The use of carbon capture and storage (CCS) in the United States will allow coal-fired power generation to remain a major component of the nation’s energy mix while also reducing its carbon emissions. The cost of capturing carbon dioxide (CO2) will affect the deployment of CCS, as will the costs for CO2 pipeline transport and underground injection. Transportation and storage costs can be minimized, however, by optimizing the design of the transport system. This report examines how a software program created at Duke, OptimaCCS, maps out cost-efficient options for overall CCS network design, including pipeline routes, necessary pipe diameters and lengths, efficiencies from using shared pipelines, and the impact of sequestration costs.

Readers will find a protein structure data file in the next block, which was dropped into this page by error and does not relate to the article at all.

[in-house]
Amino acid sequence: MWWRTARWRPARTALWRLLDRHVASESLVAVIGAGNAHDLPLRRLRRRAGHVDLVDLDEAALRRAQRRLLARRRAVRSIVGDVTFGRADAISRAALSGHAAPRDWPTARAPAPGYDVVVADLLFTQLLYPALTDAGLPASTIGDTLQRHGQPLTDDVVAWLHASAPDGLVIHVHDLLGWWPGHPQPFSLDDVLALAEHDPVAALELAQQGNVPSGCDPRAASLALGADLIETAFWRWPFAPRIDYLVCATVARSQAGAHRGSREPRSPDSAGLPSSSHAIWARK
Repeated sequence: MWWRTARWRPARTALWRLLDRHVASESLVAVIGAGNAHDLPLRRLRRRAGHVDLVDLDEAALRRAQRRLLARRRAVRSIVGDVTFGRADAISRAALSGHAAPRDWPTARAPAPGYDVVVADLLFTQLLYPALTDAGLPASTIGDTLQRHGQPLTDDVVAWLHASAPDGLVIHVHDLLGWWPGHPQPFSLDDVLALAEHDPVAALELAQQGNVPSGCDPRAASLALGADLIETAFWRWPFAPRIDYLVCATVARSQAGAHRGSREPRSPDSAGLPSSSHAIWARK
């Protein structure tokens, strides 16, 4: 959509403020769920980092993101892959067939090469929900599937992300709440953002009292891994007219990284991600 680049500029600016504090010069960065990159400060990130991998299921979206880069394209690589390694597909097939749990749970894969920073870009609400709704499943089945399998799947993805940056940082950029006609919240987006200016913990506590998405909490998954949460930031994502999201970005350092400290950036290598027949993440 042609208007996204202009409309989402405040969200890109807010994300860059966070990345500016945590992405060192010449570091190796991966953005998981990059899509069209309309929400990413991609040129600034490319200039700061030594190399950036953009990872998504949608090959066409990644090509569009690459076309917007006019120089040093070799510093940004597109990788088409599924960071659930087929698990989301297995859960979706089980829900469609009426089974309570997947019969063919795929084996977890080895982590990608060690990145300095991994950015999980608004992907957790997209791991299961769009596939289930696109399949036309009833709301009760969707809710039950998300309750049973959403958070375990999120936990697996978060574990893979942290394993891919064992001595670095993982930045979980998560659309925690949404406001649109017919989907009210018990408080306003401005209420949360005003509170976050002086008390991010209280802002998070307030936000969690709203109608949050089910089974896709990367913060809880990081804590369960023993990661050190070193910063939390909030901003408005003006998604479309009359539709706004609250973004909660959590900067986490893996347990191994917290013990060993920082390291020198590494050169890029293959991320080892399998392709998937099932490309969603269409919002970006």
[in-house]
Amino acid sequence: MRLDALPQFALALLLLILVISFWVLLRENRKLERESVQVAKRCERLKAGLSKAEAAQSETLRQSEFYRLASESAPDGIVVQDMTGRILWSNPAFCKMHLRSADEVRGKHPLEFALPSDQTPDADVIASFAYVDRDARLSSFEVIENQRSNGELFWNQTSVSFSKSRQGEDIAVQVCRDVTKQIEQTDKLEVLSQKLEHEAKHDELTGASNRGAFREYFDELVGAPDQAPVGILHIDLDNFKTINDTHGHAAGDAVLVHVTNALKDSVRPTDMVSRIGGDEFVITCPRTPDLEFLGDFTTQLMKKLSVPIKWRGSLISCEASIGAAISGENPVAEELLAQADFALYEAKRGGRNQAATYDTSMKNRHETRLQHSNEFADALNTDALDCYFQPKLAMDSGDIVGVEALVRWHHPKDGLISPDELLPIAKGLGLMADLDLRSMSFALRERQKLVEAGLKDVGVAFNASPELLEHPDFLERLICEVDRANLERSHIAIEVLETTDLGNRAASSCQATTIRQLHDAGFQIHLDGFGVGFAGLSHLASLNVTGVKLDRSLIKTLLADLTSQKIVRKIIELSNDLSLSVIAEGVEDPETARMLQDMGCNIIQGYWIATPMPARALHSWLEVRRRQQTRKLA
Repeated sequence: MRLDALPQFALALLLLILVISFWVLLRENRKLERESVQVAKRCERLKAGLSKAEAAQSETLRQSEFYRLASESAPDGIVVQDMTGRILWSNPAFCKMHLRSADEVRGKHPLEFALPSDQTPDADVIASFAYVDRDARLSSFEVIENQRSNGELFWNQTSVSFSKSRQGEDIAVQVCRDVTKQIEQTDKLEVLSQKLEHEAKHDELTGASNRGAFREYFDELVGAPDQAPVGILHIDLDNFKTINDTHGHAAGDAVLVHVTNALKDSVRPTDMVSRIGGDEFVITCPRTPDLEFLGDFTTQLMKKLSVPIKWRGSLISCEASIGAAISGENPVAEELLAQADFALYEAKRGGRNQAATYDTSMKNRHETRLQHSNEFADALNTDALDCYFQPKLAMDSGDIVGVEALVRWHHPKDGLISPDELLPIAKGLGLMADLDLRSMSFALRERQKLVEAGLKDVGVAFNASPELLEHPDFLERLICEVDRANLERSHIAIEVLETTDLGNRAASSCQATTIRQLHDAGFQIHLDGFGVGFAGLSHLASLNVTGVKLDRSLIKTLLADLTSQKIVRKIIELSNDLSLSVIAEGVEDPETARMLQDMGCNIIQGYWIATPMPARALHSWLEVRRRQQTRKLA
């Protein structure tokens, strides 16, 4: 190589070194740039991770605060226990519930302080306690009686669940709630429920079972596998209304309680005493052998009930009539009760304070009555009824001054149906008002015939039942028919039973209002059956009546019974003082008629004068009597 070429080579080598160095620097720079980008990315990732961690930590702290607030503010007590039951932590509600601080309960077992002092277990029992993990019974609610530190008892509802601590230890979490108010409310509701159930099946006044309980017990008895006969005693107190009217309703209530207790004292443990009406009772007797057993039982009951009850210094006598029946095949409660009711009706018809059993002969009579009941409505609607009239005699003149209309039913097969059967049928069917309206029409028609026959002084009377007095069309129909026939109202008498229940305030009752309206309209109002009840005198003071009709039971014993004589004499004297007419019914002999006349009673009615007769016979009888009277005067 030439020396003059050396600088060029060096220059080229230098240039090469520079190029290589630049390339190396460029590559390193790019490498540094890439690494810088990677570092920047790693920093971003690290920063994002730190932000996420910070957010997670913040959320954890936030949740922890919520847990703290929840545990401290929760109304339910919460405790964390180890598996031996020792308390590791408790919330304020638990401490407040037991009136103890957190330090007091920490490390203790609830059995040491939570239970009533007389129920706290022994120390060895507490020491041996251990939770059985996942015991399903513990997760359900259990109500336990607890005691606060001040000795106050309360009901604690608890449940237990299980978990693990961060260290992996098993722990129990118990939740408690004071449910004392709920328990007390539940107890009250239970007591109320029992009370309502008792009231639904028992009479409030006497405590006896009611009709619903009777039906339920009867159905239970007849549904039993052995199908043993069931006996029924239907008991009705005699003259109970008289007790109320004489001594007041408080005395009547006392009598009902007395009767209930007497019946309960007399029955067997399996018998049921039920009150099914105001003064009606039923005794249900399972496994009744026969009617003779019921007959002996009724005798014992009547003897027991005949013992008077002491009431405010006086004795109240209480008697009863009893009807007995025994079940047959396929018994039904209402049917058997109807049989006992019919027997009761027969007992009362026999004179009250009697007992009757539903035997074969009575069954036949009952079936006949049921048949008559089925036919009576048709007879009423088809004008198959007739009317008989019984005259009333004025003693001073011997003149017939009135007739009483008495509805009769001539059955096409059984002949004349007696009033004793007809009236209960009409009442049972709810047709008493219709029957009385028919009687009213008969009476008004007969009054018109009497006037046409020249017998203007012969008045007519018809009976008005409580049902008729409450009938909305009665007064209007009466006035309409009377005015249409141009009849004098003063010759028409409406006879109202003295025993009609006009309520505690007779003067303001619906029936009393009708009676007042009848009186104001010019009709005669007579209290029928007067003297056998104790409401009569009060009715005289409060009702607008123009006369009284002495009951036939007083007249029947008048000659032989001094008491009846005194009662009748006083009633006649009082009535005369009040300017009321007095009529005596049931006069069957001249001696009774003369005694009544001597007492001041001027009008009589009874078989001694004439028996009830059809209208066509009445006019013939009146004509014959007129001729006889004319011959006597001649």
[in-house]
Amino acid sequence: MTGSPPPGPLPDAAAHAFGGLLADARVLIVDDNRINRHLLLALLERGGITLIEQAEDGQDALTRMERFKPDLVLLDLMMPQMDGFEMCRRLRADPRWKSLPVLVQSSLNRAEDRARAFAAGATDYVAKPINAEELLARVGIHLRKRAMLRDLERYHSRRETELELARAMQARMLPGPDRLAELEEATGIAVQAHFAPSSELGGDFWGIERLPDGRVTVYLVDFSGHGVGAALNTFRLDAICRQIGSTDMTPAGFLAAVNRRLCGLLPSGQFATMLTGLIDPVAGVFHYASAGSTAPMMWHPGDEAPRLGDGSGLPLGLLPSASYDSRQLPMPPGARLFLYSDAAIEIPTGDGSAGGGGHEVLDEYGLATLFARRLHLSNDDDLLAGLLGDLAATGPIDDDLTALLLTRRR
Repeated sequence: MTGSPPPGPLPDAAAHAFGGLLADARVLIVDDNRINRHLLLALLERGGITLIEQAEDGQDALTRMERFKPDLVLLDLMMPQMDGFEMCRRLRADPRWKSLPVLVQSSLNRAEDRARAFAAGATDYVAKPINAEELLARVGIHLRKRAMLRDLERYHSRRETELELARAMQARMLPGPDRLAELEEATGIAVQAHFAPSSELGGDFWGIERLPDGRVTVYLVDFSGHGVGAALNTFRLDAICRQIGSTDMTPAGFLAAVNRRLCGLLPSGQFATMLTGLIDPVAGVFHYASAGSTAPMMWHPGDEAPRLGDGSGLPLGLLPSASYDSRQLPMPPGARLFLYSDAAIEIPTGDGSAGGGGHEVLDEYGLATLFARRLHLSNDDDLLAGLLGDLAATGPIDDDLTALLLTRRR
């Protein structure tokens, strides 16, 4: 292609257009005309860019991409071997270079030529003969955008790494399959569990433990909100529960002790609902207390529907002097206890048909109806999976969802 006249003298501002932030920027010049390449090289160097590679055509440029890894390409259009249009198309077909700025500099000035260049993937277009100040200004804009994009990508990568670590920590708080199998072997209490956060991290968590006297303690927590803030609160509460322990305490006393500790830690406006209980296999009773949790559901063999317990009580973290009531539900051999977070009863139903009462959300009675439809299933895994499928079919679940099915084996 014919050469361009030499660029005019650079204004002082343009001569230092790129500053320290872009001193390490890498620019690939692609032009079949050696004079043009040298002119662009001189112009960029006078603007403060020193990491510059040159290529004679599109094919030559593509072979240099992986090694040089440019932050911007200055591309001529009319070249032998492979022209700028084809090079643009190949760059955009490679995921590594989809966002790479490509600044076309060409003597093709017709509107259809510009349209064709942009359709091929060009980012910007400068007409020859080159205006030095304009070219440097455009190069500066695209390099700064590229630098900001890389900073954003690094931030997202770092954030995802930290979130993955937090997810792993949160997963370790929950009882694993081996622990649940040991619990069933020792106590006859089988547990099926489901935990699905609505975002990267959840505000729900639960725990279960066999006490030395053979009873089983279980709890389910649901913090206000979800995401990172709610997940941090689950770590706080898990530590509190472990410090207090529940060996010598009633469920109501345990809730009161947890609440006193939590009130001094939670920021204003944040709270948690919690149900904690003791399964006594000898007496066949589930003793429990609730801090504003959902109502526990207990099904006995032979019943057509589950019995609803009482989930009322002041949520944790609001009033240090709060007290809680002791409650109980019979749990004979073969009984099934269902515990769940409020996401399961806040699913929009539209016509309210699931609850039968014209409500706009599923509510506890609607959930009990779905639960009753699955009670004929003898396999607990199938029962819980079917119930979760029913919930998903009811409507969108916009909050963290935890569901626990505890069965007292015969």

Read this publication at Duke Nicholas Institute.